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Is the 'nuclear lobby' or geography to blame for slow progress of wind power in Japan?

Japan lags behind many countries in deploying wind power. It is easy to explain with reference to the 'nuclear lobby' discouraging strong pro-wind policies and incompetent or corrupt bureaucracy slowing down wind power projects. But are these explanations logical and supported by empirical evidence? We believe that the facts tell otherwise and that slow wind power deployment in Japan is better explained by socio-technical rather than political factors.

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EU energy security is only as strong as its weakest link: the former Eastern Bloc

Though mitigating climate change does not contradict improving energy security in Europe, these goals imply different priorities. Climate mitigation measures should concentrate on larger emitters which tend to be more secure, whereas energy security policies should prioritise most vulnerable countries which are often small and insignificant from the climate point of view.

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Germany phases out nuclear reactors because they are getting old

Is Germany shutting down its nuclear power in a brave but reckless move? Or is it guided by economic rationality and avoiding unnecessary risks? We review historic data to show that no large, safe and legal reactor has ever been or is planned to shut down in Germany unless it is between 31 and 36 years old. This may be because German government reasonably assumes that shutting down a reactor under 30 is unprofitable whereas letting a reactor go over 40 is risky.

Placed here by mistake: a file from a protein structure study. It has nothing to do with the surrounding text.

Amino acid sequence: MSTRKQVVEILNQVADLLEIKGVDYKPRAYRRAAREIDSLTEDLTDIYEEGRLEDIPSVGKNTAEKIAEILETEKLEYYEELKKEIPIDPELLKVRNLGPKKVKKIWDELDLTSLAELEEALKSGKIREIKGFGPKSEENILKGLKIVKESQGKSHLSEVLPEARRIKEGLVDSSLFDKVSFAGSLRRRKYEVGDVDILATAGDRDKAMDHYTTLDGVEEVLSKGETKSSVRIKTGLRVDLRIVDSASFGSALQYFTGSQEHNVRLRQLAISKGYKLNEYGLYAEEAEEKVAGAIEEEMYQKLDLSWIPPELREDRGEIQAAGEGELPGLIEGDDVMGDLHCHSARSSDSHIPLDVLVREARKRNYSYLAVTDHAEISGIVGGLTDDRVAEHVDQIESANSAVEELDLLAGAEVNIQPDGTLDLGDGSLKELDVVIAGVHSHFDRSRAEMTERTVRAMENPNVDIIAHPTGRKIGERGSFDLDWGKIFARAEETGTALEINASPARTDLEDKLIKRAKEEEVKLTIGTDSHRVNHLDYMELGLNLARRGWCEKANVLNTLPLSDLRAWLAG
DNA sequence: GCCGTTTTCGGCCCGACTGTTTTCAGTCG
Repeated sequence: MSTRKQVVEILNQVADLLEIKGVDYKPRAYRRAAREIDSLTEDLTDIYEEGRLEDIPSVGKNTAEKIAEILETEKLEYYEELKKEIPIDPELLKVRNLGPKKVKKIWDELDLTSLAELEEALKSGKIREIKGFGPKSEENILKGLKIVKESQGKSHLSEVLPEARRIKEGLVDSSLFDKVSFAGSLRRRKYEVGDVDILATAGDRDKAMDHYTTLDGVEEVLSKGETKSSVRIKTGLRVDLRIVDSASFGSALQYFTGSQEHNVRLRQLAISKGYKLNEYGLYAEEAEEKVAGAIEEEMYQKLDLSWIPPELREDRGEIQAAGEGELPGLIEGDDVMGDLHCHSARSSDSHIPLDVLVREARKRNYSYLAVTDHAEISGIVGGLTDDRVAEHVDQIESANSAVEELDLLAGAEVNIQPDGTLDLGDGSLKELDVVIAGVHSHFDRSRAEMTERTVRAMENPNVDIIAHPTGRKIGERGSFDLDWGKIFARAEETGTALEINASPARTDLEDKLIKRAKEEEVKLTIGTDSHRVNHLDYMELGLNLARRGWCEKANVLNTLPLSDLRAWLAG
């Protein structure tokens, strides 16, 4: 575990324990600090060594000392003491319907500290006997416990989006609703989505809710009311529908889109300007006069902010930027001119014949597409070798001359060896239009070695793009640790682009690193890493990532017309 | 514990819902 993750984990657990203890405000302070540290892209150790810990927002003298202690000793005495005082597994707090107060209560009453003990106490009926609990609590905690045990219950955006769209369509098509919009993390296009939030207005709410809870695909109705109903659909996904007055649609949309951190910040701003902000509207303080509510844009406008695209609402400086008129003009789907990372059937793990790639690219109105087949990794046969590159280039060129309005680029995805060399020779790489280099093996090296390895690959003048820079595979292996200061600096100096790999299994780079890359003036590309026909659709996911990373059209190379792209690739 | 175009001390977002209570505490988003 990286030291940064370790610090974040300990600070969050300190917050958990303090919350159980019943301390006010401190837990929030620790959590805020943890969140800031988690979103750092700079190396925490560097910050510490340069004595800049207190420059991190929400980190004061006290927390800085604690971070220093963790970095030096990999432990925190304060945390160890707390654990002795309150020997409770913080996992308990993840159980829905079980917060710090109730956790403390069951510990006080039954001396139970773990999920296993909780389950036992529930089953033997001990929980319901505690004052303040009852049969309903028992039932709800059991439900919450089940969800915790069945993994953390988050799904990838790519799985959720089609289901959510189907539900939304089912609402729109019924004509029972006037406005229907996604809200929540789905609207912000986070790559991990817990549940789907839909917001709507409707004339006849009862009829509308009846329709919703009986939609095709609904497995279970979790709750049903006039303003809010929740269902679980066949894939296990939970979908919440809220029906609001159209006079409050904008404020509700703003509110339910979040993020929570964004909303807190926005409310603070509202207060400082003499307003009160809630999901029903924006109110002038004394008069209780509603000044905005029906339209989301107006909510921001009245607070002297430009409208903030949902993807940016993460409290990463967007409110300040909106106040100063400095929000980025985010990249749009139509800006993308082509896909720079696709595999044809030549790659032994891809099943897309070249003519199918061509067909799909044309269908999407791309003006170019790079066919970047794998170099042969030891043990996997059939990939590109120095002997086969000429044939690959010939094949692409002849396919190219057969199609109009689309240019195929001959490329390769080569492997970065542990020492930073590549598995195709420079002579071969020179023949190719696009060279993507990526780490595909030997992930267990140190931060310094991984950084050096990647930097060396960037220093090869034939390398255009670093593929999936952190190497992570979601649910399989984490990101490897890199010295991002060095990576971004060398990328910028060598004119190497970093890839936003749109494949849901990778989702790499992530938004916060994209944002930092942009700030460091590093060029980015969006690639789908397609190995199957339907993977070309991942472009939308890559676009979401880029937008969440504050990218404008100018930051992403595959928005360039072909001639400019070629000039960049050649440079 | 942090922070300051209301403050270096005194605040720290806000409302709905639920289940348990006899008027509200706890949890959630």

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2°C and the American Civil War

To save the climate we must leave a large part of proven fossil reserves in the ground. The abolition of slavery is one of the historic precedents of taking economic assets of similar size away from a politically powerful group.

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Solar PV in Germany and Japan: a catch-up game

Throughout the 1990s there were 6-7 times more solar PV installations in Japan than in Germany, growing about 40% per year in both countries. In the 2000s a similar growth continued in Japan, whereas German solar grew with some 80% per year. Germany overtook Japan in in 2004 and had 5 times larger capacity by 2011. Since 2011 the pattern of growth has reversed so that Japan is likely to have more cumulative solar PV capacity in the next year or two.